Ground was broken on Irving’s $500 million, 850,000-square-foot Wells Fargo regional office facility. North of downtown Dallas, Goldman Sachs’ huge office complex began construction.

Dallas-Fort Worth tops office and apartment building nationwide.

Dallas hired the most construction workers in 2023, but Houston led the nation in building sector job losses. Houston has 5,900 fewer construction jobs than in 2022.

The Associated General Contractors reported falling construction jobs in suburban New York City and Denver last year.

Record US$22 Billion Order Backlog for Skanska

Original Source: Skanska reports record order backlog of US$22 billion

Order bookings in construction totaled €14.8 billion (US$15.9 billion) with a rolling 12-month book-to-build ratio of 103%. Skanska reported a large order backlog.

“It’s at a historically high level,” said Skanska CEO Anders Danielsson of the €20.5 billion construction backlog.

Construction income was €499 million for the year, a 3.5% operating margin.

In a public announcement of year-end results, Danielsson said the margin was on track and showed “overall strong performance” in construction.

“The construction stream ended the year strongly with a high operating margin and solid order intake,” Danielsson reported. With good Nordic and US performance, operating margin for the full year met our long-term aim. The year saw robust US and Norwegian order intake, keeping the order backlog high.

Strong US building market

Skanska anticipates ongoing US construction industry growth and a small European slowdown.

“We have a strong performance in the US market, both building and civil, which is good,” said Danielsson.

“The US market continues to show strength, especially the infrastructure segment, which is supported by strong federal funding programs,” the firm reported in 2023.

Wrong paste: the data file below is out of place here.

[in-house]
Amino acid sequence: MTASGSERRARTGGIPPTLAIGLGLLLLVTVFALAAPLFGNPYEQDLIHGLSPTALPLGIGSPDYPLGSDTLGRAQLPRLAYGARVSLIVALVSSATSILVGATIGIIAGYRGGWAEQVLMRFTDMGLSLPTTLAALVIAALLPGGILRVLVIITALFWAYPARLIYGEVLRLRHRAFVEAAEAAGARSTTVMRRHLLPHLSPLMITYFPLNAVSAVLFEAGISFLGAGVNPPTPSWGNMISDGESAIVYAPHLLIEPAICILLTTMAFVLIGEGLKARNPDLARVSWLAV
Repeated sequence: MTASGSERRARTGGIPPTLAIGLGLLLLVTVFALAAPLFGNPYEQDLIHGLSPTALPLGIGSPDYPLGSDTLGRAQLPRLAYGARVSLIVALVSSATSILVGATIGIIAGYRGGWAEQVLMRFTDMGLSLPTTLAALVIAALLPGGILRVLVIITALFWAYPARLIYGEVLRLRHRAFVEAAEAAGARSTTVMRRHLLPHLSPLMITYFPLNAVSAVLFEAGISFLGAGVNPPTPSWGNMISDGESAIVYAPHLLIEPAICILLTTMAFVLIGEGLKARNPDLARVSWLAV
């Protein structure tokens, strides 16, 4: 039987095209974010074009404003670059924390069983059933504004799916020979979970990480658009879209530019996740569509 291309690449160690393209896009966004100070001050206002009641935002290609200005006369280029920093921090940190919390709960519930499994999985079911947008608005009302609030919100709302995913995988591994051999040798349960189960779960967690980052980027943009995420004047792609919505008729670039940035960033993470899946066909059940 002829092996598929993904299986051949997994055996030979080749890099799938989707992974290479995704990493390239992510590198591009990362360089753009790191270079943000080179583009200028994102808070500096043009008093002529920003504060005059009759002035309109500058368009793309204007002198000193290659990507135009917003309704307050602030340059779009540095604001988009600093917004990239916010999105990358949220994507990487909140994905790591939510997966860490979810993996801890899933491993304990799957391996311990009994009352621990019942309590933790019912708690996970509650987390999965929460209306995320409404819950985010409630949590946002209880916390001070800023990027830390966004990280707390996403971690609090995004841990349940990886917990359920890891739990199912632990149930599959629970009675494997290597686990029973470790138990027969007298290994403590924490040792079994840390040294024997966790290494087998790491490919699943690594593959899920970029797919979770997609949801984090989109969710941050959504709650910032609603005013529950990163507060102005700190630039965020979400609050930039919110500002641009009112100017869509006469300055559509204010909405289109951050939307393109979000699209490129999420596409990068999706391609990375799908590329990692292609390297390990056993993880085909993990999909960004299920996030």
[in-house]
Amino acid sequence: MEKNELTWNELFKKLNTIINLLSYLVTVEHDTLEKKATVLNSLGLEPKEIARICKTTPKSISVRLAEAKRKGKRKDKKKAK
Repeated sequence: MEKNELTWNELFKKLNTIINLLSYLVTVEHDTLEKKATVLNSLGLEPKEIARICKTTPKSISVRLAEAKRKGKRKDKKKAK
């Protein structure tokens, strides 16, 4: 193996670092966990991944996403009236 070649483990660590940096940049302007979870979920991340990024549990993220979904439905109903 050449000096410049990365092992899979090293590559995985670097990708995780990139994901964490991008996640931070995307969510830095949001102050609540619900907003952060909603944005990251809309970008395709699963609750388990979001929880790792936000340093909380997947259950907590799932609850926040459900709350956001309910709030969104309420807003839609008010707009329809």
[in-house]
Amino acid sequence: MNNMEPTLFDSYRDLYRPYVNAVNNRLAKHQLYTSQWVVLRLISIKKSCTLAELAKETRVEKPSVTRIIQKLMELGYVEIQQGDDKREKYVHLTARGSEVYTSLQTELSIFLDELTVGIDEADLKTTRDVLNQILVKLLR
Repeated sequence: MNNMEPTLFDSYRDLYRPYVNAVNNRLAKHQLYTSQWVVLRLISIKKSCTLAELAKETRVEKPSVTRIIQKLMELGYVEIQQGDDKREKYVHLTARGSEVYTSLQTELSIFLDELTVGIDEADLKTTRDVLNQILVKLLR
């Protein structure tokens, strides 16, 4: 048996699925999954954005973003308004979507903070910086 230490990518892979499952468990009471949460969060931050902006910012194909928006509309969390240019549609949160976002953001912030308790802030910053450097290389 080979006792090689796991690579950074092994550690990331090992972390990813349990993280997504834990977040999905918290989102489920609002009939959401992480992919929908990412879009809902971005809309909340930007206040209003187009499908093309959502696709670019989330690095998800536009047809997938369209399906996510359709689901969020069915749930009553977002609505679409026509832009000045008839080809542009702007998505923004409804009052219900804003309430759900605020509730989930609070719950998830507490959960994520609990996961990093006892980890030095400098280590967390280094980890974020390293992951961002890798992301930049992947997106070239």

“Many European building markets are experiencing lower activity and increased competition. Strong infrastructure, energy, and water spending has improved our forecast for Norway’s civil market, which normally provides stability over the cycle.

In Finland and the UK, Danielsson said activity is lowest.

Skanska expects a weak residential development market in the Nordics and Europe and a weaker commercial property development market in Europe and the US, according to the research.

Summary of today’s construction news

In summary, Governor Mike DeWine, a Republican from Ohio, declared that over $200 million in grants would be given to 35 high school programs in the state to expand their training facilities for welding, carpentry, and electrical trades. And the Democratic governor of Maryland, Wes Moore, signed an executive order mandating that authorities in charge of state building projects costing more than $5 million take into account the possibility of hiring contractors who take part in registered apprenticeship programs.

Meanwhile, the Houston area topped the nation in job declines in the building sector in 2023, despite the fact that the Dallas area was recruiting more construction workers than any other location in the nation. 5,900 fewer jobs in the construction sector were available in Houston at the end of the year compared to the same period in 2022. The Denver region and the suburbs of New York City saw a decline in construction jobs last year as well, according to the Associated General Contractors.

Lastly, according to the research, Skanska expects the commercial property development market in Europe and the US to be weaker and the residential development market in the Nordic region and the rest of Europe to be tepid.